The Golden Calf and the Mishkan

  • Harav Yaakov Medan
 
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This shiur is dedicated le-zekher nishmot
Amelia Ray and Morris Ray
by their children Patti Ray and Allen Ray
on the occasion of their twelfth yahrtzeits
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I. When was the command to build the Mishkan issued?
 
The commentators struggled with the question of whether the command to build the Mishkan (chapters 25-31) was given during the period of Moshe's first ascent to Mount Sinai – before the sin of the golden calf (chapter 32) – or perhaps only during the period of his third ascent in order to receive the second set of tablets – in the wake of the sin of the golden calf. In practice, the building of the Mishkan began only after Moshe's third descent from the mountain, but when was the command to build the Mishkan issued? This question is related to another question: Is the Mishkan a reaction to the sin of the golden calf, or did the idea of the Mishkan precede the golden calf, such that there is no connection between the two?
 
According to initial exegetical logic, the command regarding the Mishkan and the holiness of the priests came before the sin of the golden calf, for it is recorded in the Torah after Moshe's first ascent to the mountain; only afterwards do we find the sin of the golden calf and the atonement for it. Indeed, this is the position of the Ramban, who maintains that, with very few exceptions, the Torah is written in chronological order. The majority of the commentators concur.
 
Rashi, however, argues that Moshe was commanded regarding the Mishkan only on his third ascent to the mountain, only in the wake of the sin of the golden calf. It seems that according to Rashi, there is a connection between the golden calf and the need for the Mishkan:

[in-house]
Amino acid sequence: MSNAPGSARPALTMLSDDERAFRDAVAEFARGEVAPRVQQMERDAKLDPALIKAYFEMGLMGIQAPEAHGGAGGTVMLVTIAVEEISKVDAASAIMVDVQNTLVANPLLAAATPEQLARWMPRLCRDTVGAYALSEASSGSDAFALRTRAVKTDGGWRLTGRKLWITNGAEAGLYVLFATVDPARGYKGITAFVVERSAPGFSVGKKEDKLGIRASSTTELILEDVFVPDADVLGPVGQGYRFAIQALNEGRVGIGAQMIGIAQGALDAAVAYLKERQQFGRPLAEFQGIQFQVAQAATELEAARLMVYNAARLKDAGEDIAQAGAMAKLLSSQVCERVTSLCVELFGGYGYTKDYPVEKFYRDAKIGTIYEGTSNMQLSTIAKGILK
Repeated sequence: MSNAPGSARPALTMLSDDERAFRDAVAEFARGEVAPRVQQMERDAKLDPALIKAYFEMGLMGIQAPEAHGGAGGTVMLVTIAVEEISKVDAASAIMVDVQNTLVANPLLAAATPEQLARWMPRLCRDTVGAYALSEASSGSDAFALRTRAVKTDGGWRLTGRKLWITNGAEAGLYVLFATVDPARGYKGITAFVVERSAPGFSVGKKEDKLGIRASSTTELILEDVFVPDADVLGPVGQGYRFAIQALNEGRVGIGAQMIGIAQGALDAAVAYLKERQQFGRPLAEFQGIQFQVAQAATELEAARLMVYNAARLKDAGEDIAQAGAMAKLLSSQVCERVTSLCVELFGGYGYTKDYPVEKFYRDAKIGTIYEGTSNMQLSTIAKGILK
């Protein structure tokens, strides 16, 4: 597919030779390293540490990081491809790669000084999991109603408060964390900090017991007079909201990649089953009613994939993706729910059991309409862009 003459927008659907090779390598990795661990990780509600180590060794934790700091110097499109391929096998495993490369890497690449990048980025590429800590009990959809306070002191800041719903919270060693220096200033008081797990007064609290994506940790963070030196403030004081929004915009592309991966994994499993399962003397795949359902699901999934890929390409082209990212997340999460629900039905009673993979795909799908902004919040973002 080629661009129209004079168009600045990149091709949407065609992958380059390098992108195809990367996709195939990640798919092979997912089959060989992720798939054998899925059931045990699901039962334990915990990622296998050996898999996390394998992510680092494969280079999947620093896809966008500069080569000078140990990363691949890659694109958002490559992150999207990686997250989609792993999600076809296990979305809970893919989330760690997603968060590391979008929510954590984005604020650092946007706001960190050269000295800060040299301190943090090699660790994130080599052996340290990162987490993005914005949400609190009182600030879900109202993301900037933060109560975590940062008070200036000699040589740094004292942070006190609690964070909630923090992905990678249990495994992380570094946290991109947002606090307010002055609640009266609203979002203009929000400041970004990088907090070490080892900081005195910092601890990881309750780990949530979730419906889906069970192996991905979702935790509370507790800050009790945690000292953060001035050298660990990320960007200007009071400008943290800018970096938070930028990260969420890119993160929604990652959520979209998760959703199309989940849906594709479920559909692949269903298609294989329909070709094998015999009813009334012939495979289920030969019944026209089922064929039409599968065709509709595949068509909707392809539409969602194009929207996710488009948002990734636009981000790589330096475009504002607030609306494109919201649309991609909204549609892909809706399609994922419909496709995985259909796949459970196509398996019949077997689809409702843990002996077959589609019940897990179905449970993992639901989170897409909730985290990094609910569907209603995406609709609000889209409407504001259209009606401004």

"And He gave to Moshe" – There chronological order in the events related in the Torah. In truth, the incident of the golden calf happened a considerable time before the command regarding the work of the Mishkan was given. For on the seventeenth of Tammuz the tablets were broken, and on the Day of Atonement God became reconciled with Israel, and on the next day, the eleventh of Tishrei, they began to bring their contributions for the Mishkan, which was set up on the first of Nissan. (Rashi, Shemot 31:18)
 
Rashi's argument is not entirely clear, as he relates to the contributions made for the Mishkan and its actual construction, and not to the command to build it found in chapter 25. It is clear that the Mishkan was built after the incident involving the golden calf; that is true even according to the order found in the Torah, as the incident of the golden calf is recorded in chapter 32, and the actual construction of the Mishkan is described in chapters 35-40. But from where do we know that the command to build the Mishkan (chapters 25-31) was also issued only after the incident of the golden calf (chapter 32)? It behooves us to find an explanation for Rashi's position that was not explicitly written, as will be explained below.
 
II. The conclusion of the assembly at Mount SInai